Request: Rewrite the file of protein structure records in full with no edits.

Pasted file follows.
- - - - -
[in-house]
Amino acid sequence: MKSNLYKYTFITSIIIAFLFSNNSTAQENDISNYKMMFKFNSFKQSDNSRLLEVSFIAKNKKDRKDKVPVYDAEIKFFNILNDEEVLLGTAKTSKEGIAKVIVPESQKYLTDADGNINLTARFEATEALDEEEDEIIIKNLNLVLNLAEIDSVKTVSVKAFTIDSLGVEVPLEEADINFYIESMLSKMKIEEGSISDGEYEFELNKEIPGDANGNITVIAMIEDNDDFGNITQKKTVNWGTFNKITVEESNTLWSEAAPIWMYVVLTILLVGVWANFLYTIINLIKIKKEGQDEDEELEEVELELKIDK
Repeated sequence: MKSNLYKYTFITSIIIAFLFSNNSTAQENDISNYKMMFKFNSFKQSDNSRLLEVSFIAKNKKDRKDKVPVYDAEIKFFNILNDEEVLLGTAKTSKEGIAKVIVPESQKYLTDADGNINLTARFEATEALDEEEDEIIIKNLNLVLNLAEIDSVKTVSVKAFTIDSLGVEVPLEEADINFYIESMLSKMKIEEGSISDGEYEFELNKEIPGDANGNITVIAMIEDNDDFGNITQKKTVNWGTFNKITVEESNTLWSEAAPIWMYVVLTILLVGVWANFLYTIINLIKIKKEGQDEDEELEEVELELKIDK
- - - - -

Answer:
[in-house]
Amino acid sequence: MKSNLYKYTFITSIIIAFLFSNNSTAQENDISNYKMMFKFNSFKQSDNSRLLEVSFIAKNKKDRKDKVPVYDAEIKFFNILNDEEVLLGTAKTSKEGIAKVIVPESQKYLTDADGNINLTARFEATEALDEEEDEIIIKNLNLVLNLAEIDSVKTVSVKAFTIDSLGVEVPLEEADINFYIESMLSKMKIEEGSISDGEYEFELNKEIPGDANGNITVIAMIEDNDDFGNITQKKTVNWGTFNKITVEESNTLWSEAAPIWMYVVLTILLVGVWANFLYTIINLIKIKKEGQDEDEELEEVELELKIDK
Repeated sequence: MKSNLYKYTFITSIIIAFLFSNNSTAQENDISNYKMMFKFNSFKQSDNSRLLEVSFIAKNKKDRKDKVPVYDAEIKFFNILNDEEVLLGTAKTSKEGIAKVIVPESQKYLTDADGNINLTARFEATEALDEEEDEIIIKNLNLVLNLAEIDSVKTVSVKAFTIDSLGVEVPLEEADINFYIESMLSKMKIEEGSISDGEYEFELNKEIPGDANGNITVIAMIEDNDDFGNITQKKTVNWGTFNKITVEESNTLWSEAAPIWMYVVLTILLVGVWANFLYTIINLIKIKKEGQDEDEELEEVELELKIDK